Budget hits first-homebuyers

First-homebuyers face a $5700 hit to buy a property and developers face steep extra charges that are set to push up the cost of building across Perth.

Measures in the State Budget will boost Treasury coffers but cost prospective and existing property owners more than $500 million in additional charges.

As foreshadowed by The West Australian, the threshold for the first-homebuyer stamp duty exemption was cut to $430,000 from $500,000.

The level at which the full stamp duty rate is imposed has also been cut, fully hitting properties above $530,000.

The move will raise more than $50 million a year but the industry estimates it will add about $5700 to the cost of an existing property for about a third of all first-time buyers.

Treasurer Mike Nahan said the changed thresholds were made to ensure the building side of the sector was largely unaffected.

Real Estate Institute of WA president David Airey said though first-time buyers had been kicked in the shins by last year's Budget, this year's had been even worse.

BUDGET HITS FIRST HOMEBUYERS | REVIEW MAY INCREASE ELECTRICITY PRICES | OPPOSITION, CCI ATTACK BUDGET | DUMPING FEES SKYROCKET | $60m FOR COUNCIL MERGERS | HOUSEHOLDS TO BE SLUGGED | TOUGH LAWS LOST IN POLICE BUDGET | HIT FOR MOTORISTS, COMMUTERS | HEALTH GETS $447m TOP UP | PRIVATE SECTOR TO BUILD SCHOOLS | LITTLE JOY IN ARTS | FULL COVERAGE - WA BUDGET 2014

He said the reduction in the threshold, on top of the 2013 Budget cut in the first-homebuyers grant for those who bought an existing property, had effectively cost people more than $10,000.

Investors and small business owners or renters would also be hit by the changes in land tax.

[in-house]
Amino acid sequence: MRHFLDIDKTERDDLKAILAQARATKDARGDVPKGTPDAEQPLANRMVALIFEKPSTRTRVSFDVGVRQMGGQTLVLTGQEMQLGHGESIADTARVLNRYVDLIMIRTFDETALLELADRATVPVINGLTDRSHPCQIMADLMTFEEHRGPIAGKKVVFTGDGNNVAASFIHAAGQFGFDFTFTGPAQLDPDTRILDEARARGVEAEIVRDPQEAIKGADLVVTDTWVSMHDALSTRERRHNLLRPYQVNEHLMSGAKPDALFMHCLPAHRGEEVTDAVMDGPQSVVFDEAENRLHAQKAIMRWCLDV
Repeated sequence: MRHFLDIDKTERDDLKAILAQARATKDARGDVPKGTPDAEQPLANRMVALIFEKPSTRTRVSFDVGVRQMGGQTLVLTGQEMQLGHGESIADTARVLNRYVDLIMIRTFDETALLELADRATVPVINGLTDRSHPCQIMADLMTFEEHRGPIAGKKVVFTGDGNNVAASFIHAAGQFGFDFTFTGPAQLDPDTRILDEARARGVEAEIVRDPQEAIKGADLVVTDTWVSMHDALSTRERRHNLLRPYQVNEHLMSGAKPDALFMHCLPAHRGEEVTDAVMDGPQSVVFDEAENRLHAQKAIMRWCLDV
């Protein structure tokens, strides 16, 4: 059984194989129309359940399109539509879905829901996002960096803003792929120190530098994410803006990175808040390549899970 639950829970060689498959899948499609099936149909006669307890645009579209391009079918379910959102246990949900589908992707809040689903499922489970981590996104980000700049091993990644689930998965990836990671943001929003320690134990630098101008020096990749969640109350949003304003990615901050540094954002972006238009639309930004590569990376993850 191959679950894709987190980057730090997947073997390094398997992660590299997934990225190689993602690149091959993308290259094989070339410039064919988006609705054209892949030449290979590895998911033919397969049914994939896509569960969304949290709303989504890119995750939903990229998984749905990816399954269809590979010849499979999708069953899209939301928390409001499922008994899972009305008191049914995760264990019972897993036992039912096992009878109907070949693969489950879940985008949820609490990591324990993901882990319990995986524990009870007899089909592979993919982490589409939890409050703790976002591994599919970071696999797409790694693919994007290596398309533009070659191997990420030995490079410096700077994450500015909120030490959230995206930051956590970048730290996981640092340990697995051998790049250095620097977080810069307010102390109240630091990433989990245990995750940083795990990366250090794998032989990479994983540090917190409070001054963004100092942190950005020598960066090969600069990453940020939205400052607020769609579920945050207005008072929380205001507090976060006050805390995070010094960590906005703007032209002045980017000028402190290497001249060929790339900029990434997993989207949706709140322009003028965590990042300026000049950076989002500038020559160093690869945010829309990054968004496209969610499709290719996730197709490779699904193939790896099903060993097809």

The decision was bad news for prospective first-time buyers Courtney Gadeke and Sutherlan Scudds, who have been saving for more than 12 months.

Ms Gadeke said they were hoping to buy a unit in the Fremantle area, but with the lower threshold likely to cost them more than $5000, they may have to rethink their plans.

Land tax, which was increased 12.5 per cent last year, will go up another 10 per cent in the coming financial year in a move that is forecast to raise an additional $334 million over the forward estimates.

ABN Group managing director Dale Alcock said though he was grateful that the Government had kept Keystart, the decision on land tax was simply bad policy. He said land tax had effectively increased more than 30 per cent over the past two years, with the only consequence a likely increase in cost.

Mr Alcock said a sharp increase in landfill charges, which will rise to $40 a tonne from $8, would add another $1000 to $1500 to the cost of building a house.

The West Australian

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